Protective clothing refers to all clothing worn by your employees that protects him or her against potential risks to their health or safety. Protective clothing and other items of personal protective equipment (PPE) are used when the exposure to risks cannot be avoided due to the nature of, or the environment around, the work being done.
Employers are responsible for both limiting hazards, and providing any necessary PPE to your workers, including protective clothing, when needed. When you are tasked with selecting protective clothing for your employees, there are numerous features and ratings to consider. Your initial focus should always consider the potential hazards and conditions of the specific workplace. Additionally, strength and durability features of the chemical protective clothing have a significant impact on the performance (and lifespan) of the products. Here are three you may be wish to evaluate when selecting protective clothing for your employees.
1. Puncture and Tear Resistance
The PPE that your employees are required to wear should not interfere with their job duties. Make sure that any protective clothing you choose is comfortable, and is compatible with the movements or tools needed for the job. This includes selecting protective clothing that has enough puncture and tear resistance to withstand typical stresses applied during your employee’s activities. Are there sharp or uneven objects or close quarters? Do your employees have to frequently make movements that can result in tears? If so, check the comparative performance data of the protective clothing you are considering, and be sure to choose garments that have the level of puncture and tear resistance that you need.
With PPE, it’s important to remember that one size rarely fits all. Making sure that your workers are wearing the correct size will also reduce punctures and tears. Wearing protective clothing that is too small may cause tears during kneeling, reaching, or bending. Protective clothing that is too large for the worker may catch or snag on objects, or even cause trips and falls.
2. Abrasion and Flex Cracking Resistance
Damage to protective clothing due to abrasion and flex cracking occurs over time, rather than instantly like a puncture or tear. If your protective clothing is not single-use, or if your employees are performing an active job with a large amount of motion, your PPE must have good resistance to both abrasion and flex cracking.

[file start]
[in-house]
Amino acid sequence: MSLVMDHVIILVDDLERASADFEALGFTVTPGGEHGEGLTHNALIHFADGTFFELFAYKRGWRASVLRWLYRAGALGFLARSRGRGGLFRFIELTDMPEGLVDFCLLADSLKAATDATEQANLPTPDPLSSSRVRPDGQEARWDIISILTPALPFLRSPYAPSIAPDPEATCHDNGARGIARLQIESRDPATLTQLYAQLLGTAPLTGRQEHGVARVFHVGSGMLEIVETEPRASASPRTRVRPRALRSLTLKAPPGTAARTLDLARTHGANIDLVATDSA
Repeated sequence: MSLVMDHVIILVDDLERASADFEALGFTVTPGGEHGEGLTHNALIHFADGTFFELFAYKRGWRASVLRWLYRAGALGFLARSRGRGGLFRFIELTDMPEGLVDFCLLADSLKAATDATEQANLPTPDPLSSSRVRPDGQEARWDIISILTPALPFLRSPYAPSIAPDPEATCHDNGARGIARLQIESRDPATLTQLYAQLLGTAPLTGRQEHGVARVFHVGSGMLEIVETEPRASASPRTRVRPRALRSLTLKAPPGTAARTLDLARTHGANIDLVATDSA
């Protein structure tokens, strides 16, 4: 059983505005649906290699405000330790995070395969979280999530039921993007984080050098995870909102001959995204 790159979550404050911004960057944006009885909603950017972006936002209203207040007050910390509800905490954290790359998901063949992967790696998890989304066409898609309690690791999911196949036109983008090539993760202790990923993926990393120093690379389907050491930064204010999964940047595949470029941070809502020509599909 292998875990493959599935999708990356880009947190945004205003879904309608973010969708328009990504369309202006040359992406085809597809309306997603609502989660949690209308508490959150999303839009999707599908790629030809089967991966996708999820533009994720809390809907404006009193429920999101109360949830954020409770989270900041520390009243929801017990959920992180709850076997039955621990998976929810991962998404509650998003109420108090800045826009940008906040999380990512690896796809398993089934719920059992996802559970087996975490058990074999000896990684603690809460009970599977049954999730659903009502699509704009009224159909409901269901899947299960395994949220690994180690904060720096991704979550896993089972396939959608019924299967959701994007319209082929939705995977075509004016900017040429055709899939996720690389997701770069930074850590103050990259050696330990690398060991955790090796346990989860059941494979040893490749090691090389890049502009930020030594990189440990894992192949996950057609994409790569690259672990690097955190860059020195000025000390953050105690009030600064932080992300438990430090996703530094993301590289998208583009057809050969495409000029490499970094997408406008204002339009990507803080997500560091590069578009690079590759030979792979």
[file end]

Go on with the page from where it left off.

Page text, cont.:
Abrasion is damage caused by scraping or other physical wear between two surfaces. One common way that abrasions can occur is via contact with other types of PPE. Will the protective clothing you choose be compatible with other items worn by the individual worker? Consider:
- Glove contact with the sleeve of the protective clothing
- Face, eye, and respiratory PPE contact with the hood or collar area
- Safety shoes or boots and contact with the legs of the protective clothing
All of these pieces of PPE are important, but make sure that one is not rubbing on another, causing degradation by abrasion and compromising the individual's’ safety.
Flex cracking is surface cracking induced by repetitive bending or flexing. It can compromise the surface of protective clothing, allowing liquids and other safety hazards to permeate the barrier. In choosing protective clothing, make sure you consider the unique characteristics of your work environment, and the specific activities your employees perform. Certain conditions and repeated activities can cause abrasion and flex cracking, so be sure to choose a PPE product that can stand up to your work environment.
3. Tensile Strength and Seam Strength
Tensile strength is also referred to as ultimate tensile strength or ultimate strength. It measures the amount of force required to cause protective clothing to fail, or break. Seam strength measures the strength of the seam assembly in a piece of protective clothing. Factors that contribute to seam strength include the strength of the thread used to sew the seam, as well as type of seam used in the construction of the clothing. Both of these factors contribute to the overall strength of the garment.
Tensile and seam strength are critical to determining whether the protective clothing you choose has the power to stand up to the conditions in your workplace. Comparative performance data should be included in the user instructions for chemical protective products, in accordance with ISO 16602, an international standard endorsed by most manufacturers.
Beyond looking at the data, make sure that any PPE testing and user training is done under realistic conditions, and includes the actions of donning and doffing, where fabric and seams are often under stress. Seams and closures are particularly important when you are looking for fluid-resistant or impermeable protective clothing. Making sure that the seams and fabric are strong enough and sealed well enough to protect your workers from liquids like blood and body fluids is essential.
PPE with the Strength and Durability to Keep Your Workers Safe
Be sure that puncture and tear resistance, along with abrasion and flex cracking resistance, as well as tensile and seam strength, are part of your evaluations of any new pieces of PPE that you are considering. Giving your employees comfortable, effective protective clothing options that are appropriate to the job site and duties will increase compliance and help you achieve your ultimate goal of a safe workplace.